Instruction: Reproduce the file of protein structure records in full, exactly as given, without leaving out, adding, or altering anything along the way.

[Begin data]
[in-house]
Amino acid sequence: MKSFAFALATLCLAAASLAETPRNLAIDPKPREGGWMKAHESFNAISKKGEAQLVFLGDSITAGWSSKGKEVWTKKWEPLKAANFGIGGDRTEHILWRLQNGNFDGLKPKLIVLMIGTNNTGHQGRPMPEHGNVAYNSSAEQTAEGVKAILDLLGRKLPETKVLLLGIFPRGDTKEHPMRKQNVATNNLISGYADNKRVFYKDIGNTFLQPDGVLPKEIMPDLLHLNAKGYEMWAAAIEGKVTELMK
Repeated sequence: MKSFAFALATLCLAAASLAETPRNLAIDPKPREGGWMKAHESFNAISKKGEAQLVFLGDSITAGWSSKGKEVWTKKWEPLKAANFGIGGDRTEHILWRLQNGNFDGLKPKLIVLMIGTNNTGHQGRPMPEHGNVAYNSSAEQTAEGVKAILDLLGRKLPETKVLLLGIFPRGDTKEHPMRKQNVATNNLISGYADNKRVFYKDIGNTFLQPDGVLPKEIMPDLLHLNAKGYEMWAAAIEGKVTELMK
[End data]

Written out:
[in-house]
Amino acid sequence: MKSFAFALATLCLAAASLAETPRNLAIDPKPREGGWMKAHESFNAISKKGEAQLVFLGDSITAGWSSKGKEVWTKKWEPLKAANFGIGGDRTEHILWRLQNGNFDGLKPKLIVLMIGTNNTGHQGRPMPEHGNVAYNSSAEQTAEGVKAILDLLGRKLPETKVLLLGIFPRGDTKEHPMRKQNVATNNLISGYADNKRVFYKDIGNTFLQPDGVLPKEIMPDLLHLNAKGYEMWAAAIEGKVTELMK
Repeated sequence: MKSFAFALATLCLAAASLAETPRNLAIDPKPREGGWMKAHESFNAISKKGEAQLVFLGDSITAGWSSKGKEVWTKKWEPLKAANFGIGGDRTEHILWRLQNGNFDGLKPKLIVLMIGTNNTGHQGRPMPEHGNVAYNSSAEQTAEGVKAILDLLGRKLPETKVLLLGIFPRGDTKEHPMRKQNVATNNLISGYADNKRVFYKDIGNTFLQPDGVLPKEIMPDLLHLNAKGYEMWAAAIEGKVTELMK